Of the three great motivations: coping, validating my identity, or other-centeredness; which one are you?
Kudos to a great mentor, friend and psychotherapist, Joe Gross. He was a huge fan of following the “why”. Dr. Gross would often explain that if we understand the motivation then we can deal with the energy behind it.
When the idea that “what’s in it for me?” is expanded to include my need to be respected as a contributor, essential to someone else’s life, or valued as a person then our purpose for being energized into society becomes wrought with pathways toward becoming useful to others.
But here is an even deeper truth. The greatest paradigm of this thought is unexperienced even in the validation of one’s own self-worth. What if our “why” reached beyond the stars and into an aspect of value that permeates relationships? Being validated as a good speaker on the public stage pales to being a portion of a process that succeeds in giving a modest hope for life to a desperately poor or ill individual, or advocating for change from a quiet place in the universe where we are not in the spotlight but still remain essential to the greater good.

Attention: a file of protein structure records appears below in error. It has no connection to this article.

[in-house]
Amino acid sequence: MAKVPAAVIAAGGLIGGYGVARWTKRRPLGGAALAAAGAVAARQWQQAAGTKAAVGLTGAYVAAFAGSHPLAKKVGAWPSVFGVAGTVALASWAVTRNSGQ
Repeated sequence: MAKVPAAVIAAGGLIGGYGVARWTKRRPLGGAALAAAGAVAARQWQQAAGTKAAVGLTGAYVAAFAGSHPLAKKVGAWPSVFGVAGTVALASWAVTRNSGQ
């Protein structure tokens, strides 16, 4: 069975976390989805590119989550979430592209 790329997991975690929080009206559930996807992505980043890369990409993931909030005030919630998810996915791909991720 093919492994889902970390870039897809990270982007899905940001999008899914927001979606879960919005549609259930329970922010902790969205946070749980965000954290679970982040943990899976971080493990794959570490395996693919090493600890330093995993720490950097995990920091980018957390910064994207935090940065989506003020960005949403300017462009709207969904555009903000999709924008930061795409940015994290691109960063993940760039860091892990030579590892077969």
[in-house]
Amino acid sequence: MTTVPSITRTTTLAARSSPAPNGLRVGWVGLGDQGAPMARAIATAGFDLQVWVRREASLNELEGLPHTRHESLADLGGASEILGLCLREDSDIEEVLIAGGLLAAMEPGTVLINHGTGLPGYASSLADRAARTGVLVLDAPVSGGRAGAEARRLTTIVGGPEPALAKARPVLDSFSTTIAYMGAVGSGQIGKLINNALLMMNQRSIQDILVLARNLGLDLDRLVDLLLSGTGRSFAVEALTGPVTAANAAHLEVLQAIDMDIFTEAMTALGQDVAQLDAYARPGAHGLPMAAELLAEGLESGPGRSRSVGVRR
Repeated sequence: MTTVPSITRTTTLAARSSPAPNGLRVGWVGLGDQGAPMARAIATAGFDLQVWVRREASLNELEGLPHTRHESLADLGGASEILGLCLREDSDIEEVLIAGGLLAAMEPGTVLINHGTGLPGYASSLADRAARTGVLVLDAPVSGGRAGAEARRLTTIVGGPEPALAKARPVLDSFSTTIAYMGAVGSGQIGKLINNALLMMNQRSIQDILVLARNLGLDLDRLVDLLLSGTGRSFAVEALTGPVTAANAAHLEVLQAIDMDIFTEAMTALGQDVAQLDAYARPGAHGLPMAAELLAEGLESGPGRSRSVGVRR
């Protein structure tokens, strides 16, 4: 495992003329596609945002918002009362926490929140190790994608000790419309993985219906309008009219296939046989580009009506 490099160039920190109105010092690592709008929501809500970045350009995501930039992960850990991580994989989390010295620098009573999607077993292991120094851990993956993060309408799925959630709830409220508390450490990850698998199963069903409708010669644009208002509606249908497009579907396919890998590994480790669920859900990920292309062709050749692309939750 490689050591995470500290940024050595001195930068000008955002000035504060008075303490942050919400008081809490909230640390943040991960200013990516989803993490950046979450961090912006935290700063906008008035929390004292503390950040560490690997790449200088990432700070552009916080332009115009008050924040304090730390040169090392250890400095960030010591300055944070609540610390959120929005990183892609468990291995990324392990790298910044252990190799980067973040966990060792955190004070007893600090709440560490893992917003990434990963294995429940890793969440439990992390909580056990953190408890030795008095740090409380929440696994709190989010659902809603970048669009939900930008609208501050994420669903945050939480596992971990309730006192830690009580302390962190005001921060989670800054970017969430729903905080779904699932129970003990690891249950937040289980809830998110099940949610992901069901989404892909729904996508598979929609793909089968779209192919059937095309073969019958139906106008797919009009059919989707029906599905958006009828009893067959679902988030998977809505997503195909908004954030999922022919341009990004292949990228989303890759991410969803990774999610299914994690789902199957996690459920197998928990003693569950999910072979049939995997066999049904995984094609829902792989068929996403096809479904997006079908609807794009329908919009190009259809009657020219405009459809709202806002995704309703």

We will never succeed in promoting every life to the place of honor at the figurative table – it is a perfectly failed proposition. What we can do is give in to the ideal that leaders who hold perceived positions of prestige are propped up by the sinew, bone and spirit of the true sowers of the harvest. If you have a culture that holds success to be the Super Trouper brand spotlight moment our parents told us all that we deserve then you are growing a large group of disenfranchised employees.
A leader’s truest function is connecting the success of their people with reason and purpose associated with the greater good of the community we serve. Being the figurative Super Trouper is actually doing just that – shining light on other people.
Do you spend time connecting people with their why? Do you have a good vision of your own reason for working?